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C++ union in C#

Code in C:

typedef struct _EVENT_HEADER {
USHORT              Size;                   // Event Size
USHORT              HeaderType;             // Header Type
USHORT              Flags;                  // Flags
USHORT              EventProperty;          // User given event property
ULONG               ThreadId;               // Thread Id
ULONG               ProcessId;              // Process Id
LARGE_INTEGER       TimeStamp;              // Event Timestamp
GUID                ProviderId;             // Provider Id
EVENT_DESCRIPTOR    EventDescriptor;        // Event Descriptor
union {
    struct {
        ULONG       KernelTime;             // Kernel Mode CPU ticks
        ULONG       UserTime;               // User mode CPU ticks
    } DUMMYSTRUCTNAME;
    ULONG64         ProcessorTime;          // Processor Clock 
                                            // for private session events
} DUMMYUNIONNAME;
GUID                ActivityId;             // Activity Id

} EVENT_HEADER, *PEVENT_HEADER;

I converted anything but the union. How to convert it to C#?

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marked as duplicate by Bertrand Marron, Will Dean, Hasturkun, user7116, Jonathan Grynspan Jun 13 '11 at 16:50

This question has been asked before and already has an answer. If those answers do not fully address your question, please ask a new question.

    
Use StructLayout & FieldOffset attributes. –  Sergey Akopov Jun 12 '11 at 17:11
    
As a side-note, creating a mutable strict in c# is usually a mistake.. –  Marc Gravell Jun 12 '11 at 17:34
    
@Marc, I guess in this case the op requires this for P/Invoke so the options are limited. –  Chris Taylor Jun 12 '11 at 17:42

2 Answers 2

up vote 1 down vote accepted

C# doesn't natively support the C/C++ notion of unions. You can however use the StructLayout(LayoutKind.Explicit) and FieldOffset attributes to create equivalent functionality.

Regarding to union: in the code below you can see that Kernel and ProcessorTime have the same offset. LargeInteger is also a good example of union implementation in C#.

EventHeader

[StructLayout(LayoutKind.Explicit)]
public struct EventHeader
{
    [FieldOffset(0)]
    public ushort Size;

    [FieldOffset(2)]
    public ushort HeaderType;

    [FieldOffset(4)]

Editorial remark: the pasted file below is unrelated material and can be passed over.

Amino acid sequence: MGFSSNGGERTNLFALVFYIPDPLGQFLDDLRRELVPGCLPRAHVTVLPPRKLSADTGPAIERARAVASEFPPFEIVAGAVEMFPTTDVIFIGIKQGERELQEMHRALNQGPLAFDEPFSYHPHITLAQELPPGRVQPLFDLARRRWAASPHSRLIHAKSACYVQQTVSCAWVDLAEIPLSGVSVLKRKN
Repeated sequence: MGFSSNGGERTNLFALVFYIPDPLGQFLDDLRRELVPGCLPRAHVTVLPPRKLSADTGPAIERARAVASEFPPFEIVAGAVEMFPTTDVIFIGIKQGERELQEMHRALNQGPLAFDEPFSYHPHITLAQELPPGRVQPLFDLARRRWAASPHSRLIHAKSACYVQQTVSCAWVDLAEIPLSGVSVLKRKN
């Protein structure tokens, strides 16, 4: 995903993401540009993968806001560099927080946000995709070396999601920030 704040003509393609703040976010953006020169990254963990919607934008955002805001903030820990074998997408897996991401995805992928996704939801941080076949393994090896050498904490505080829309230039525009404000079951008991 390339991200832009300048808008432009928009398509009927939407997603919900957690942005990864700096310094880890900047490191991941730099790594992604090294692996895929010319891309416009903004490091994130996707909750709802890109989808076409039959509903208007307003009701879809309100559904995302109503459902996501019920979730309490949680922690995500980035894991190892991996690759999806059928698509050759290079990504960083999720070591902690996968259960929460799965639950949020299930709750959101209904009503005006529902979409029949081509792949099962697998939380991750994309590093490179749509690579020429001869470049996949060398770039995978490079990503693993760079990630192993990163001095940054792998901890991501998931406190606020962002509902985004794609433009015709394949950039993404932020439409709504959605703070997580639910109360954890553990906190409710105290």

public ushort Flags;

    [FieldOffset(6)]
    public ushort EventProperty;

    [FieldOffset(8)]
    public uint ThreadId;

    [FieldOffset(12)]
    public uint ProcessId;

    [FieldOffset(16)]
    public LargeInteger TimeStamp;

    [FieldOffset(24)]
    public Guid ProviderId;

    [FieldOffset(40)]
    public Guid EventDescriptor;

    [FieldOffset(52)]
    public uint KernelTime;

    [FieldOffset(56)]
    public uint UserTime;

    [FieldOffset(52)]
    public ulong ProcessorTime;

    [FieldOffset(60)]
    public Guid ActivityId;
}

LargeInteger

[StructLayout(LayoutKind.Explicit, Size = 8)]
public struct LargeInteger
{
    [FieldOffset(0)]
    public long QuadPart;

    [FieldOffset(0)]
    public uint LowPart;

    [FieldOffset(4)]
    public uint HighPart;
}

EventDescriptor

[StructLayout(LayoutKind.Sequential)]
public struct EventDescriptor
{
    public ushort Id;

    public byte Level;

    public byte Channel;

    public byte LevelSeverity;

    public byte Opcode;

    public ushort Task;

    public uint Keyword;
}

Disclaimer: I just made this code. Didn't test it. The code may have errors.

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interesting, so each of the structs: EventHeader and LargeInteger are akin to a bit array (if that were a datatype) ...??? hhmmm ... new datatype ... dangerous! –  IAbstract Jun 12 '11 at 17:53
    
@IAbstract - not sure I understood your comment. EventHeader and LargeInteger are structs and don't have much in common with BitArray. –  Alex Aza Jun 12 '11 at 18:52
    
That's what I was asking ... but, alas, I was unaware of the BitArray class. And I see the differences now. Thanks ... –  IAbstract Jun 12 '11 at 21:23

You can use [StructLayout(LayoutKind.Explicit)] to explicitly place the members at the correct offsets.

Here is an example from an answer I provided previously

[StructLayout(LayoutKind.Explicit)]
public struct CharUnion
{
  [FieldOffset(0)] public char UnicodeChar;
  [FieldOffset(0)] public byte AsciiChar;
}

[StructLayout(LayoutKind.Explicit)]
public struct CharInfo
{
  [FieldOffset(0)] public CharUnion Char;
  [FieldOffset(2)] public short Attributes;
}
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